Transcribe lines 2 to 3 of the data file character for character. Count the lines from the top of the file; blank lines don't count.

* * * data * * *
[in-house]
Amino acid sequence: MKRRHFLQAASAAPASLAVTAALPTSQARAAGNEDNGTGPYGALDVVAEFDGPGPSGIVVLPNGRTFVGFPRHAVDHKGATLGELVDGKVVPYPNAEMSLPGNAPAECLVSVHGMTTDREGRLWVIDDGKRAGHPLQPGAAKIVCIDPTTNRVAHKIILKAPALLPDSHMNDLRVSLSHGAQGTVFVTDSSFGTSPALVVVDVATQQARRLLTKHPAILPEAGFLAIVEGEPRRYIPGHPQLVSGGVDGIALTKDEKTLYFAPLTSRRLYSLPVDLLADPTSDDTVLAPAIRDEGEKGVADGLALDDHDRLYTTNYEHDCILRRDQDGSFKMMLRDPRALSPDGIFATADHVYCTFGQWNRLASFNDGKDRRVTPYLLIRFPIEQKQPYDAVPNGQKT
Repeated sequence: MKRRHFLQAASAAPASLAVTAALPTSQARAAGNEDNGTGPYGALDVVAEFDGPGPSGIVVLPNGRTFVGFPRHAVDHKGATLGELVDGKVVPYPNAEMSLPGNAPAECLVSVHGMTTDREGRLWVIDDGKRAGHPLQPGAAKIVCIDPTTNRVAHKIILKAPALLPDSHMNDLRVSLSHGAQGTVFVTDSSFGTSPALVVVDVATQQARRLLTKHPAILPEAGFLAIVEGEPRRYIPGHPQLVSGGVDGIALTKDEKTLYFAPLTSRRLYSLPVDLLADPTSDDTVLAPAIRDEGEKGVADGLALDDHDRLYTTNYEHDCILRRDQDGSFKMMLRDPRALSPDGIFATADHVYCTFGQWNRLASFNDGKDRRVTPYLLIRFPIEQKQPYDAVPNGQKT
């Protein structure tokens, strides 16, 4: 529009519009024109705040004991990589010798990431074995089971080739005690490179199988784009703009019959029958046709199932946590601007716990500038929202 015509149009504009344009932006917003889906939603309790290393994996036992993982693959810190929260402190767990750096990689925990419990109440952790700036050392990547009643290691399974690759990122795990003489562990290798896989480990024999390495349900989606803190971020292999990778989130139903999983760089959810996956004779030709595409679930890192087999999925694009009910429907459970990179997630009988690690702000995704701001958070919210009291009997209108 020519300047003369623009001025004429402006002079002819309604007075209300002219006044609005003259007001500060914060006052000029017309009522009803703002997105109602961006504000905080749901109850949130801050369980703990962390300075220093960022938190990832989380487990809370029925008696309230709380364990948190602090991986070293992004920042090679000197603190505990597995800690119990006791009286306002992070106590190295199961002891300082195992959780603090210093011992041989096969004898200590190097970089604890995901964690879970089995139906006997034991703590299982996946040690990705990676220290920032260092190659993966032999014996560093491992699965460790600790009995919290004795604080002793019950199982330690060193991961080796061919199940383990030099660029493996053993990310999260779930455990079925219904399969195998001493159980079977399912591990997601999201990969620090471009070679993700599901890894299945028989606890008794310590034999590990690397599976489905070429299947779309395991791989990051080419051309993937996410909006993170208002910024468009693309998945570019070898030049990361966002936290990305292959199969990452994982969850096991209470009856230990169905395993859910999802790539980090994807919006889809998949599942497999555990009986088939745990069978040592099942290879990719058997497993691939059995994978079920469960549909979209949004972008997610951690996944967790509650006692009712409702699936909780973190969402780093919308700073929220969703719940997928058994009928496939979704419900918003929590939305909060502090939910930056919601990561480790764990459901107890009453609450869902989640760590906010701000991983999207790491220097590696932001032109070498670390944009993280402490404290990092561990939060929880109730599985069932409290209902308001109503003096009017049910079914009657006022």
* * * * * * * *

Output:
Amino acid sequence: MKRRHFLQAASAAPASLAVTAALPTSQARAAGNEDNGTGPYGALDVVAEFDGPGPSGIVVLPNGRTFVGFPRHAVDHKGATLGELVDGKVVPYPNAEMSLPGNAPAECLVSVHGMTTDREGRLWVIDDGKRAGHPLQPGAAKIVCIDPTTNRVAHKIILKAPALLPDSHMNDLRVSLSHGAQGTVFVTDSSFGTSPALVVVDVATQQARRLLTKHPAILPEAGFLAIVEGEPRRYIPGHPQLVSGGVDGIALTKDEKTLYFAPLTSRRLYSLPVDLLADPTSDDTVLAPAIRDEGEKGVADGLALDDHDRLYTTNYEHDCILRRDQDGSFKMMLRDPRALSPDGIFATADHVYCTFGQWNRLASFNDGKDRRVTPYLLIRFPIEQKQPYDAVPNGQKT
Repeated sequence: MKRRHFLQAASAAPASLAVTAALPTSQARAAGNEDNGTGPYGALDVVAEFDGPGPSGIVVLPNGRTFVGFPRHAVDHKGATLGELVDGKVVPYPNAEMSLPGNAPAECLVSVHGMTTDREGRLWVIDDGKRAGHPLQPGAAKIVCIDPTTNRVAHKIILKAPALLPDSHMNDLRVSLSHGAQGTVFVTDSSFGTSPALVVVDVATQQARRLLTKHPAILPEAGFLAIVEGEPRRYIPGHPQLVSGGVDGIALTKDEKTLYFAPLTSRRLYSLPVDLLADPTSDDTVLAPAIRDEGEKGVADGLALDDHDRLYTTNYEHDCILRRDQDGSFKMMLRDPRALSPDGIFATADHVYCTFGQWNRLASFNDGKDRRVTPYLLIRFPIEQKQPYDAVPNGQKT